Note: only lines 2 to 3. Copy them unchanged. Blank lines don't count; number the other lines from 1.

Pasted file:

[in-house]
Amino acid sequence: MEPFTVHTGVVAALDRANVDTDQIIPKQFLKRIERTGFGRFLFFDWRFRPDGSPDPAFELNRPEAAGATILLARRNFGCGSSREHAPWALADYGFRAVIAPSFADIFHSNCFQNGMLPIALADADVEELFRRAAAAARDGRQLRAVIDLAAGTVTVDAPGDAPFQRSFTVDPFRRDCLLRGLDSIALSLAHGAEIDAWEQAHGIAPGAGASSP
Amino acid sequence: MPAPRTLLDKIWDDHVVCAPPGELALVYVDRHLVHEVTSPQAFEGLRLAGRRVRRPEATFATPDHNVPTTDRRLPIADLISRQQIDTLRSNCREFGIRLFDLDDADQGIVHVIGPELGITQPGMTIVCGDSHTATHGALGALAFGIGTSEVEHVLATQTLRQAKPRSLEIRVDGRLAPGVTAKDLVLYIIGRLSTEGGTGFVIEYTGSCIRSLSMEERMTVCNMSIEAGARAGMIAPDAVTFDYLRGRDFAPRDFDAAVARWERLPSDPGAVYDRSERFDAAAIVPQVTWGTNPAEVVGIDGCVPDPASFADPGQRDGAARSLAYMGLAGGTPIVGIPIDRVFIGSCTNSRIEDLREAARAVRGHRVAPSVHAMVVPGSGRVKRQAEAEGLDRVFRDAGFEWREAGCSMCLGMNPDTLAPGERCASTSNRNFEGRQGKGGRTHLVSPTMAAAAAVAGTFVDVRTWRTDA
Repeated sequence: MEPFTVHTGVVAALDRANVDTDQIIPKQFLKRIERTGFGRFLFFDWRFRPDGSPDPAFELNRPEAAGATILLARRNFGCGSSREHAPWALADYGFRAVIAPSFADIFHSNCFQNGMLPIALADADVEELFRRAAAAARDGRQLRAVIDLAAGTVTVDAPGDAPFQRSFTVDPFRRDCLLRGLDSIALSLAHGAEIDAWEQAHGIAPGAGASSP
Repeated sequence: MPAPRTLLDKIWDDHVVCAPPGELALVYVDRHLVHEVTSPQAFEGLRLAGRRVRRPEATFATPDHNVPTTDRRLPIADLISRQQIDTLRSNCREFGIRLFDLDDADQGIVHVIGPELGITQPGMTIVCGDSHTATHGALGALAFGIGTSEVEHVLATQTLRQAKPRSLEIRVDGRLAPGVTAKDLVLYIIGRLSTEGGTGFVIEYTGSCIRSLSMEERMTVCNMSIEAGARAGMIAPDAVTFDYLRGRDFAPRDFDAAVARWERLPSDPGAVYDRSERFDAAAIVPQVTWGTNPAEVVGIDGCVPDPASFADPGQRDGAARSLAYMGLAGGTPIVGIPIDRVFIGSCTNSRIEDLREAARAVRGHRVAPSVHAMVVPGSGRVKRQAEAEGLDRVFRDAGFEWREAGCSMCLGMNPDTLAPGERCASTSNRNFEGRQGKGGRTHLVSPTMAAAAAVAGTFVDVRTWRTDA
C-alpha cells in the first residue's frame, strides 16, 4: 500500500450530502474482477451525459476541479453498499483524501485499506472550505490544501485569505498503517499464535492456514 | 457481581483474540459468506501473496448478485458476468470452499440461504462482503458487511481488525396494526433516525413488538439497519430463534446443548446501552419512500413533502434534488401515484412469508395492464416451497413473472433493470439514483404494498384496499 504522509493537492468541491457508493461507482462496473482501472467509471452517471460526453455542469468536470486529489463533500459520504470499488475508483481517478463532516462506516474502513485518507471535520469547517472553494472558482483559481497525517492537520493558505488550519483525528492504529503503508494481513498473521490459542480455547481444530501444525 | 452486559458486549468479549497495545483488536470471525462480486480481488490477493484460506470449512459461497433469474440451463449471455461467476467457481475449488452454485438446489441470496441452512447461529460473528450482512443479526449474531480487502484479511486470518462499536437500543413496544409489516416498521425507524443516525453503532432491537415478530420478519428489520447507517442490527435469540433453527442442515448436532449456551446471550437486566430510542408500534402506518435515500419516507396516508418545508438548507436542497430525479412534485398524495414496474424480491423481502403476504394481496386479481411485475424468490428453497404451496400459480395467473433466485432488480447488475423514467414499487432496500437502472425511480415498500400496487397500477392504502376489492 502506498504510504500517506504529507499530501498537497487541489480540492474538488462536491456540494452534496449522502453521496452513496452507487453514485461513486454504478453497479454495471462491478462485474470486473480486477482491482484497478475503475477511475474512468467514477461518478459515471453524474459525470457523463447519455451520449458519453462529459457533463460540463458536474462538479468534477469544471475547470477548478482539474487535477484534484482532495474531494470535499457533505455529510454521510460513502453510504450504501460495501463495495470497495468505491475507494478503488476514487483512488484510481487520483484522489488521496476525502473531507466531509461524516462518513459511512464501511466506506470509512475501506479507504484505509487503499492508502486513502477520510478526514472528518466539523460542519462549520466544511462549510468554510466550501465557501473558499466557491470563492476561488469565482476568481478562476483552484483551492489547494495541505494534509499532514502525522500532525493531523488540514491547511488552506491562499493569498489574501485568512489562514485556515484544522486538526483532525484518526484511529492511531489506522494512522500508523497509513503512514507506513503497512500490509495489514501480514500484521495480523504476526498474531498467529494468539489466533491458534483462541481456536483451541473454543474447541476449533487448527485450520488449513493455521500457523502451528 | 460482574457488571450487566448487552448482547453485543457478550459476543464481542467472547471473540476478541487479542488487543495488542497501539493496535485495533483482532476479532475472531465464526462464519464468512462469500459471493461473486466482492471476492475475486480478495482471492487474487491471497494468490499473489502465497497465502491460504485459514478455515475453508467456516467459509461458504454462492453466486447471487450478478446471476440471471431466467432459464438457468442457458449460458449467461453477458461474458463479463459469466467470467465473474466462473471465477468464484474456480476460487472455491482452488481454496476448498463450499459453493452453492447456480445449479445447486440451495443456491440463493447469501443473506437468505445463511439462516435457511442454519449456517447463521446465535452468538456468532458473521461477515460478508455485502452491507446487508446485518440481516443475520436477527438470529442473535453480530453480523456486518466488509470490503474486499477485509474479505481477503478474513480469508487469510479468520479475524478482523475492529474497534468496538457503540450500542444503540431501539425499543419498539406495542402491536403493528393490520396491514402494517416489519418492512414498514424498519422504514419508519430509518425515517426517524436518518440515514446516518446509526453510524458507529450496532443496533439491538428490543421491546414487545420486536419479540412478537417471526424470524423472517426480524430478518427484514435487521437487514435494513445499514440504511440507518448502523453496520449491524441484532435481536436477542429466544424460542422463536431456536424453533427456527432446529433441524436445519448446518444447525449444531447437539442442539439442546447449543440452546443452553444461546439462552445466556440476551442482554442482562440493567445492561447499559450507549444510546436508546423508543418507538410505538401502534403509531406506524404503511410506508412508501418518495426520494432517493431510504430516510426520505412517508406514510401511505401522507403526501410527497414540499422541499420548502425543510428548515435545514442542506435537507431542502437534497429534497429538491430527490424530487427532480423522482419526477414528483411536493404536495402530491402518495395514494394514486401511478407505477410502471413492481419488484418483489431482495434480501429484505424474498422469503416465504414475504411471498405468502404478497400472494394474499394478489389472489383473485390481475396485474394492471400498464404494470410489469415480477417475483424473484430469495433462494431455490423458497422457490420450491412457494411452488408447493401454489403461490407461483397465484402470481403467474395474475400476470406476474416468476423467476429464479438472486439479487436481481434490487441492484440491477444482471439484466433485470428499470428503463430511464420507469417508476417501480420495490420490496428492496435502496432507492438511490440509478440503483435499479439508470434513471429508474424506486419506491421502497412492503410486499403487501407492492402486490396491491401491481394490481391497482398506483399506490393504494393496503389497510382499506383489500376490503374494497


Amino acid sequence: MEPFTVHTGVVAALDRANVDTDQIIPKQFLKRIERTGFGRFLFFDWRFRPDGSPDPAFELNRPEAAGATILLARRNFGCGSSREHAPWALADYGFRAVIAPSFADIFHSNCFQNGMLPIALADADVEELFRRAAAAARDGRQLRAVIDLAAGTVTVDAPGDAPFQRSFTVDPFRRDCLLRGLDSIALSLAHGAEIDAWEQAHGIAPGAGASSP
Amino acid sequence: MPAPRTLLDKIWDDHVVCAPPGELALVYVDRHLVHEVTSPQAFEGLRLAGRRVRRPEATFATPDHNVPTTDRRLPIADLISRQQIDTLRSNCREFGIRLFDLDDADQGIVHVIGPELGITQPGMTIVCGDSHTATHGALGALAFGIGTSEVEHVLATQTLRQAKPRSLEIRVDGRLAPGVTAKDLVLYIIGRLSTEGGTGFVIEYTGSCIRSLSMEERMTVCNMSIEAGARAGMIAPDAVTFDYLRGRDFAPRDFDAAVARWERLPSDPGAVYDRSERFDAAAIVPQVTWGTNPAEVVGIDGCVPDPASFADPGQRDGAARSLAYMGLAGGTPIVGIPIDRVFIGSCTNSRIEDLREAARAVRGHRVAPSVHAMVVPGSGRVKRQAEAEGLDRVFRDAGFEWREAGCSMCLGMNPDTLAPGERCASTSNRNFEGRQGKGGRTHLVSPTMAAAAAVAGTFVDVRTWRTDA